Attempting the Impossible: Taking the First Picture of a Black Hole

ALMA joins global attempt to image the event horizon of a supermassive black hole

31 March 2017

As part of an ambitious experiment involving telescopes around the world, the Atacama Large Millimeter/submillimeter Array (ALMA) is about to attempt to image something never-before-seen: a black hole. For the first time, ALMA is joining the Event Horizon Telescope (EHT) and the Global mm-VLBI Array (GMVA), which are Earth-sized virtual observatories made possible by an international collaboration of radio telescopes. Their main goal is to study the supermassive black hole at the centre of the Milky Way in detail. The EHT will attempt to image, for the very first time, the shadow of the black hole’s event horizon, while the GMVA will investigate the properties of the accretion and outflow around the Galactic Centre.

The impressive line up of participating telescopes stretches across the globe, from the South Pole to Europe to Hawaii — and, of course, Chile. ALMA’s 66 antennas, state-of-the-art receivers, and superb site in its southern location make it the largest and most sensitive component of both the EHT and GMVA. It will play a key role in the groundbreaking observations, which will be made with the GMVA from 1–4 April 2017, and with the EHT from 5–14 April 2017.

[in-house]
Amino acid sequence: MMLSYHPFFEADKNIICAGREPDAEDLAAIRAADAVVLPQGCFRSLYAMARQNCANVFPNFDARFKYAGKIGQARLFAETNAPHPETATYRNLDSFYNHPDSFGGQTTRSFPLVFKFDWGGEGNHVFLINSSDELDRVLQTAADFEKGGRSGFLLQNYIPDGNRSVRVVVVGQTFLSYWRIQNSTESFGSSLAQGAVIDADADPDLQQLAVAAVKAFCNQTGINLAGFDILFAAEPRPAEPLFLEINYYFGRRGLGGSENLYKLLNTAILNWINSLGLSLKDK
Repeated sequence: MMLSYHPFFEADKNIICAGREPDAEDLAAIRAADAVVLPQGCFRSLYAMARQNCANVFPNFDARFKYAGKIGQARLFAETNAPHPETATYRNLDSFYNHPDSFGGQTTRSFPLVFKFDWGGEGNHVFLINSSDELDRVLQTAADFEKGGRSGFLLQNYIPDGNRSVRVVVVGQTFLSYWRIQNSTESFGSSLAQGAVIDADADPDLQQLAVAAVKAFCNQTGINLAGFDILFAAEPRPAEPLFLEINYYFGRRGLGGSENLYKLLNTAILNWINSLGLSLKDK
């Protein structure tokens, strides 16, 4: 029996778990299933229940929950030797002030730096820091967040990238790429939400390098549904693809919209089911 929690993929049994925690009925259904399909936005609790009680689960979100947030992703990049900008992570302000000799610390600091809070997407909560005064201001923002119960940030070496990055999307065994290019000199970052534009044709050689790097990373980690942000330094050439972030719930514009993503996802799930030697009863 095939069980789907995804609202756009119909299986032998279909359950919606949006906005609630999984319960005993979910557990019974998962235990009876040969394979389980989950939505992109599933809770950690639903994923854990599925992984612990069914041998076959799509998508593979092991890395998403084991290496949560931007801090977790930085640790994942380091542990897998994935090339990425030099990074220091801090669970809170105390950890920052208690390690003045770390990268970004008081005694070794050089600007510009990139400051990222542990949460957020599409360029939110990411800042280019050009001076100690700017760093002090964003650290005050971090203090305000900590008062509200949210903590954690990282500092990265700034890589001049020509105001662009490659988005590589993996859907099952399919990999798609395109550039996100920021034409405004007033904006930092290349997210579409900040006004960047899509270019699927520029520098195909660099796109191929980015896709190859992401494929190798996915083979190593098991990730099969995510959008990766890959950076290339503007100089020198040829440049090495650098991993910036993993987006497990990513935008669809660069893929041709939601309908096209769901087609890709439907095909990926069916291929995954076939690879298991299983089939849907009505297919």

The outcome of these observations is eagerly awaited by the astronomy community worldwide, as their scientific potential is incredibly exciting. To help you better understand these observations, ESO and its ALMA partners have launched a short blog series to explain what the EHT and GMVA projects are and the science behind them. The series will take you on an astronomical journey, providing insight into how cutting-edge research is done, describing the risks involved, and answering questions such as: What makes black holes so interesting? How do radio telescopes see the Universe? What do we really know about the supermassive black hole lurking at the centre of the Milky Way?

The first installment explains the EHT and GMVA projects in more detail and what they may see. You can read it here.



Richard Hook
ESO Public Information Officer
Garching bei München, Germany
Tel: +49 89 3200 6655
Cell: +49 151 1537 3591

About the Announcement



The Event Horizon Telescope and Global mm-VLBI Array on the Earth
The Event Horizon Telescope and Global mm-VLBI Array on the Earth